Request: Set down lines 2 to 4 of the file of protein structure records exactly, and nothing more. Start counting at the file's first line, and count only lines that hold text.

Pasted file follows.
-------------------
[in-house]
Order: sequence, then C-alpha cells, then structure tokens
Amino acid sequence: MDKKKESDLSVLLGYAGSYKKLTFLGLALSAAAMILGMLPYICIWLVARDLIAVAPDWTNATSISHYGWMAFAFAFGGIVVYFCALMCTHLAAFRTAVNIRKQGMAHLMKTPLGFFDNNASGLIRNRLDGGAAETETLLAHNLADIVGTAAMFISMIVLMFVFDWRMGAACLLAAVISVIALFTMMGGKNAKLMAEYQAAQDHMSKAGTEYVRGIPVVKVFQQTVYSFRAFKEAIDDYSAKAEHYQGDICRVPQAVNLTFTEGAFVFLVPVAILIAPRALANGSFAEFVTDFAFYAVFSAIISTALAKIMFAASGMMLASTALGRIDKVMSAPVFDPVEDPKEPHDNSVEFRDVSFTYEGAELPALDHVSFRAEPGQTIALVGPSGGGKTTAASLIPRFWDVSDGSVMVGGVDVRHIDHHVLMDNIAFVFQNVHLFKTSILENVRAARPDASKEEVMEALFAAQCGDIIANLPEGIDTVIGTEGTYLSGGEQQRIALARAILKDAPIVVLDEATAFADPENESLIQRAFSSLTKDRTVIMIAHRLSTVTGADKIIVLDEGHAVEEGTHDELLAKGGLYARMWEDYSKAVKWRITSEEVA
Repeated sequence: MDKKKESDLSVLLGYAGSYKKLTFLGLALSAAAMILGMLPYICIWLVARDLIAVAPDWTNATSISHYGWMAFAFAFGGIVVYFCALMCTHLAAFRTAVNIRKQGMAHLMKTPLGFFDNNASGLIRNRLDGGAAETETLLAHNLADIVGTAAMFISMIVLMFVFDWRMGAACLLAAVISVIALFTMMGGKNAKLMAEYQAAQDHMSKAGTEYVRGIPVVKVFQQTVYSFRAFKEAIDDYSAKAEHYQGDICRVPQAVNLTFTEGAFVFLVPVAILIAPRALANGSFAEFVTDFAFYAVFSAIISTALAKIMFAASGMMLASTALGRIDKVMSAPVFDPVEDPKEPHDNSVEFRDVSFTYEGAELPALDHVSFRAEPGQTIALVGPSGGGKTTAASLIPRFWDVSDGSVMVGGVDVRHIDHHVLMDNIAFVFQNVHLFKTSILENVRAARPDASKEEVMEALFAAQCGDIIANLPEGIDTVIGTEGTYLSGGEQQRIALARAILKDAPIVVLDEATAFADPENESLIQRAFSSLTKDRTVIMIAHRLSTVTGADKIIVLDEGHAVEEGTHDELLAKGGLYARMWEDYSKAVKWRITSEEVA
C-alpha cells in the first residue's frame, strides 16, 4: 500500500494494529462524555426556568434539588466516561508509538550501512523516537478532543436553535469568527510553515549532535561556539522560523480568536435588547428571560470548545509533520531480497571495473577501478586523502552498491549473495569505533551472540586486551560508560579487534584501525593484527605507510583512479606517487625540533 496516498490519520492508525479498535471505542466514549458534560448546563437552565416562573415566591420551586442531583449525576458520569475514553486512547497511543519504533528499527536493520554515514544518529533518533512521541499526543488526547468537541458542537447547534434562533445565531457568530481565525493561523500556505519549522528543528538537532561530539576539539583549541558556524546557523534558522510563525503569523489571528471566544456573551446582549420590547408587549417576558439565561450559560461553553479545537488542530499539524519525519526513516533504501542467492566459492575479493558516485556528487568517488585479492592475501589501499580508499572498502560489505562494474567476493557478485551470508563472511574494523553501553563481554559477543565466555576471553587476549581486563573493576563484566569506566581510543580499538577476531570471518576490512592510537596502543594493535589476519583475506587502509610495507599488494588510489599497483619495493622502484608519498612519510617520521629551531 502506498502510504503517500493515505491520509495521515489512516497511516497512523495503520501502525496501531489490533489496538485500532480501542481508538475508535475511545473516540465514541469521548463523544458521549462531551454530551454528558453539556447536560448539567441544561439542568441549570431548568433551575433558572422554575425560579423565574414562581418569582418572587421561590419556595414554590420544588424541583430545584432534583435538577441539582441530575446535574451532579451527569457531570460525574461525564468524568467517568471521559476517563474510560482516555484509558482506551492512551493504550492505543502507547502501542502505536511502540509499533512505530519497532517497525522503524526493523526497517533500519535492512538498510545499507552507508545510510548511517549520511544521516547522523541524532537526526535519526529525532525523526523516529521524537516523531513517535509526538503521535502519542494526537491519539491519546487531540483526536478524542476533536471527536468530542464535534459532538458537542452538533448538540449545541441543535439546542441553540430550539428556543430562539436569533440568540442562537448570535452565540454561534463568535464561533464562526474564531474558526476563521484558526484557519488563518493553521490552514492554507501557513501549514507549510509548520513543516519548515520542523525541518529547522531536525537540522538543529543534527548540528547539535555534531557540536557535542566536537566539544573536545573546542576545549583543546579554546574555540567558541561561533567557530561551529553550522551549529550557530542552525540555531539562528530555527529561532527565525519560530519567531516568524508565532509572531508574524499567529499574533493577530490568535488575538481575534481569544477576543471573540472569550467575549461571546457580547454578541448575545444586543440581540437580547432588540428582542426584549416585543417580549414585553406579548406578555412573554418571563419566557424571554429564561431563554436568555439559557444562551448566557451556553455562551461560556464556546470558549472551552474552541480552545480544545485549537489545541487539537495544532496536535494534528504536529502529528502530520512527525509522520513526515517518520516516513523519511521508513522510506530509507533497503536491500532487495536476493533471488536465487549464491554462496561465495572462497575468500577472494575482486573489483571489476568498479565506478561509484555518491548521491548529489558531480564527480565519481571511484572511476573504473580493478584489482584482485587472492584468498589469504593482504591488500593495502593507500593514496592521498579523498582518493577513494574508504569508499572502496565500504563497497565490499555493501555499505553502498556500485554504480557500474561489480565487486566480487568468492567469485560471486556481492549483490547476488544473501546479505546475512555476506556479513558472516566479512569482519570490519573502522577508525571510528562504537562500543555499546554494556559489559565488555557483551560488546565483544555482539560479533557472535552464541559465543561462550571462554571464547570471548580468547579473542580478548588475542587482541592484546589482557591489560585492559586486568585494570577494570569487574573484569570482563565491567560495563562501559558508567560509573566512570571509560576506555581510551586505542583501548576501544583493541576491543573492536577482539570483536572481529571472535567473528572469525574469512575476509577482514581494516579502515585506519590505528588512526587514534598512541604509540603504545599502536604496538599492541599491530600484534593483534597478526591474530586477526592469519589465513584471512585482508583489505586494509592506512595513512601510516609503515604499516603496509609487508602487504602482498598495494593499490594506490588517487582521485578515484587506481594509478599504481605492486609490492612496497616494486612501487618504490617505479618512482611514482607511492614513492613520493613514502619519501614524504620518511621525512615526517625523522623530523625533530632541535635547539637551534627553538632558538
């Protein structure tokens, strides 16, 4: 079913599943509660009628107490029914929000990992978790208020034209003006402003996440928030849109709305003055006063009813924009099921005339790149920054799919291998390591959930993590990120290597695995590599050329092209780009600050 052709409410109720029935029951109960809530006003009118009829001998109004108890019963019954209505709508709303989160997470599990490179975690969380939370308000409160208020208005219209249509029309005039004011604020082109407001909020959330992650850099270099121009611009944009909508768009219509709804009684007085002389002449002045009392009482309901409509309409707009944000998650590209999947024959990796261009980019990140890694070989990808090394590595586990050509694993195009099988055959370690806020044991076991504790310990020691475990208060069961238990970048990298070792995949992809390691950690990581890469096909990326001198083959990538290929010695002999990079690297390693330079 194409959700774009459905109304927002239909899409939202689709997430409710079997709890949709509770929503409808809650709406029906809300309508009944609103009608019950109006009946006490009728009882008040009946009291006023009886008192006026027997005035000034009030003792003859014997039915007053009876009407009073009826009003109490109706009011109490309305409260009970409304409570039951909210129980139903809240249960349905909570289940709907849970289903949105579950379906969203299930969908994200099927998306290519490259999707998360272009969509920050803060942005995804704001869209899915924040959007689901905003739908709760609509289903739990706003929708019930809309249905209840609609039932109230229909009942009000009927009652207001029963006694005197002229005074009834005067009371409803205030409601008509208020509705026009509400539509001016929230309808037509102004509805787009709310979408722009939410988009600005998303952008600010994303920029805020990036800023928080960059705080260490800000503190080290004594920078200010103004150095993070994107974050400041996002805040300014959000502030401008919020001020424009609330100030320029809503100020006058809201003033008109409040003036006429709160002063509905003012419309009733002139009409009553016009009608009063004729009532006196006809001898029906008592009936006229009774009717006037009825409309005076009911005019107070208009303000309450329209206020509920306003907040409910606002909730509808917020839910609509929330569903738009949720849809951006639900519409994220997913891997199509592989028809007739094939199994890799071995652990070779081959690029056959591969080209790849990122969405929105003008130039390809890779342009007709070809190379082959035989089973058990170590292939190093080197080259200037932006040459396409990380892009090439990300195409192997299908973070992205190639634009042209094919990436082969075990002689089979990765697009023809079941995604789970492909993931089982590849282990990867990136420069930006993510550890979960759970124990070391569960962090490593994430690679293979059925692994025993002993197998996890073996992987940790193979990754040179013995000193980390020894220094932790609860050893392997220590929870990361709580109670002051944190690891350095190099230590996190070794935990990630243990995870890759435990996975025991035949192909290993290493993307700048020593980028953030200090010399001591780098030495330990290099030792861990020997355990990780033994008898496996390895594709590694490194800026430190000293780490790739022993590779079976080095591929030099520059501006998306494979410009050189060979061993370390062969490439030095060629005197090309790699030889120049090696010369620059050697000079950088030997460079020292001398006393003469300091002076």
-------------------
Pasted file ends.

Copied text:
Order: sequence, then C-alpha cells, then structure tokens
Amino acid sequence: MDKKKESDLSVLLGYAGSYKKLTFLGLALSAAAMILGMLPYICIWLVARDLIAVAPDWTNATSISHYGWMAFAFAFGGIVVYFCALMCTHLAAFRTAVNIRKQGMAHLMKTPLGFFDNNASGLIRNRLDGGAAETETLLAHNLADIVGTAAMFISMIVLMFVFDWRMGAACLLAAVISVIALFTMMGGKNAKLMAEYQAAQDHMSKAGTEYVRGIPVVKVFQQTVYSFRAFKEAIDDYSAKAEHYQGDICRVPQAVNLTFTEGAFVFLVPVAILIAPRALANGSFAEFVTDFAFYAVFSAIISTALAKIMFAASGMMLASTALGRIDKVMSAPVFDPVEDPKEPHDNSVEFRDVSFTYEGAELPALDHVSFRAEPGQTIALVGPSGGGKTTAASLIPRFWDVSDGSVMVGGVDVRHIDHHVLMDNIAFVFQNVHLFKTSILENVRAARPDASKEEVMEALFAAQCGDIIANLPEGIDTVIGTEGTYLSGGEQQRIALARAILKDAPIVVLDEATAFADPENESLIQRAFSSLTKDRTVIMIAHRLSTVTGADKIIVLDEGHAVEEGTHDELLAKGGLYARMWEDYSKAVKWRITSEEVA
Repeated sequence: MDKKKESDLSVLLGYAGSYKKLTFLGLALSAAAMILGMLPYICIWLVARDLIAVAPDWTNATSISHYGWMAFAFAFGGIVVYFCALMCTHLAAFRTAVNIRKQGMAHLMKTPLGFFDNNASGLIRNRLDGGAAETETLLAHNLADIVGTAAMFISMIVLMFVFDWRMGAACLLAAVISVIALFTMMGGKNAKLMAEYQAAQDHMSKAGTEYVRGIPVVKVFQQTVYSFRAFKEAIDDYSAKAEHYQGDICRVPQAVNLTFTEGAFVFLVPVAILIAPRALANGSFAEFVTDFAFYAVFSAIISTALAKIMFAASGMMLASTALGRIDKVMSAPVFDPVEDPKEPHDNSVEFRDVSFTYEGAELPALDHVSFRAEPGQTIALVGPSGGGKTTAASLIPRFWDVSDGSVMVGGVDVRHIDHHVLMDNIAFVFQNVHLFKTSILENVRAARPDASKEEVMEALFAAQCGDIIANLPEGIDTVIGTEGTYLSGGEQQRIALARAILKDAPIVVLDEATAFADPENESLIQRAFSSLTKDRTVIMIAHRLSTVTGADKIIVLDEGHAVEEGTHDELLAKGGLYARMWEDYSKAVKWRITSEEVA